Uchumi narrows full year loss to Sh1.7bn
Uchumi Supermarkets restructuring efforts have began bearing fruit with the retailer narrowing its full year to June loss by 39 percent.
In the latest published financials, Uchumi announced a Sh1.7 billion loss down from Sh2.8 billion a year earlier.
The retailer attributes the performance to improved cost management as it continues to streamline its operations.
Uchumi has over the last one year closed several of its branches remaining with just 20 as part of efforts to cut costs while improving the margins from sold goods.
As a result, revenues dropped to Sh2.6 billion from Sh6.4 billion in 2016, as the cost of sales narrowed from Sh5.4 billion to Sh2.13 billion.
“The board and management continued to implement initiatives aimed at recovery and turnaround in performance including streamlining operations, strengthening management and implementing improved operational processes,” Uchumi said in a statement.
Uchumi had delayed releasing its results as it moved to a new financial reporting system devoid of its Uganda and Tanzania operations which it shut down in 2015.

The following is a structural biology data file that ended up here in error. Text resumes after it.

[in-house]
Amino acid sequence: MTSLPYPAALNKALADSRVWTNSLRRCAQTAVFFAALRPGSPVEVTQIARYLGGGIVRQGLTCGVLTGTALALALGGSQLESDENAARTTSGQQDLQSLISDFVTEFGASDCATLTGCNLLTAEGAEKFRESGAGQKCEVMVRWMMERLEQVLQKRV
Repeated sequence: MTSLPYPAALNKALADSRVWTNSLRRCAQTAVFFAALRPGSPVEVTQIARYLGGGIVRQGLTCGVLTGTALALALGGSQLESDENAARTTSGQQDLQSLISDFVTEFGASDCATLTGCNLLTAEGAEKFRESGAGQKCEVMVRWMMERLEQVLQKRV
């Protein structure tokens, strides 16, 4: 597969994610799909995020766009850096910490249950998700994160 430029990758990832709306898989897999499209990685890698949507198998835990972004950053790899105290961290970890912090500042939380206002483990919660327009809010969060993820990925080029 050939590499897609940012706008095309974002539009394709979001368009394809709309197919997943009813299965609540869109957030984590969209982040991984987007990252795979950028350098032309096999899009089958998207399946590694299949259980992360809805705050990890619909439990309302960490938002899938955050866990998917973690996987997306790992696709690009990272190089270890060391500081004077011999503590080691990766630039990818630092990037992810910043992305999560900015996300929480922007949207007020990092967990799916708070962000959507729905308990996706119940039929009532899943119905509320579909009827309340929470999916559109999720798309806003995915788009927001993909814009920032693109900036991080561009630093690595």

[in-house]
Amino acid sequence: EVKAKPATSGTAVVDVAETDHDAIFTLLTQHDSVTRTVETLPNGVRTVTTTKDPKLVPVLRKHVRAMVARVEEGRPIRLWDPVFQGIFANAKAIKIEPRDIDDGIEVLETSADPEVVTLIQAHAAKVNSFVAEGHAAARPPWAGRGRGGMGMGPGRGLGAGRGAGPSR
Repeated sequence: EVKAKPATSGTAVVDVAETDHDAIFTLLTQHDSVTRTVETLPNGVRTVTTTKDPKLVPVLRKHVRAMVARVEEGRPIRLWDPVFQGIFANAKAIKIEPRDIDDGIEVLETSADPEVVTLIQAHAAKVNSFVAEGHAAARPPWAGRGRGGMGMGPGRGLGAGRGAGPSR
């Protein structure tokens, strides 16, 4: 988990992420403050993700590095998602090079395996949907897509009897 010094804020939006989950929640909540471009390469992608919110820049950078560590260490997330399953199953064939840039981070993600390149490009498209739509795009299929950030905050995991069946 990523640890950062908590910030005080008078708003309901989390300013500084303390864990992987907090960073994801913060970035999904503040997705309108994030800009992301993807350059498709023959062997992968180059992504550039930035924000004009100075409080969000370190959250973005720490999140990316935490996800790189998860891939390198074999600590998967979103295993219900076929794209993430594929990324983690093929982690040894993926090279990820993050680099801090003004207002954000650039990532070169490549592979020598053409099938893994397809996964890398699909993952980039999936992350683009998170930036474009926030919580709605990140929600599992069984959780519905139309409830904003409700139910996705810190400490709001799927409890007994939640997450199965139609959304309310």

“the financial statements give a true and fair view of the consolidated and separate financial position of Uchumi Supermarkets as at 30th June and of its consolidated and separate financial performance and its consolidated and separate cash flows in accordance with International Financial Reporting Standards,” reads a note from its auditors.
Uchumi is banking on the injection of capital to complete the turnaround process, lifting it back to profitability.
In July, Uchumi indicated that was it talks with a strategic investor to pump in Sh3.5 billion to acquire a stake in the retailer, while the government has also committed to inject additional capital.
“Discussions are ongoing with a potential strategic investor and government shareholder loan is imminent with the expected release of Sh700 million,” Uchumi Supermarkets chief executive officer Julius Kipng’etich said.
Mr Kipng’etich said the funds will be channeled towards restocking its stores as well as securing long term deals for its 20 branches.
Uchumi also plans to use the funds to retire part of its existing debt.
Uchumi has since 2015 been relying on an elaborate turnaround strategy aimed at putting the business on a growth trajectory.
This has seen the retailer dispose non-core assets while closing under performing branches as well letting go of a number of workers.
The board did not recommend a dividend to shareholders.
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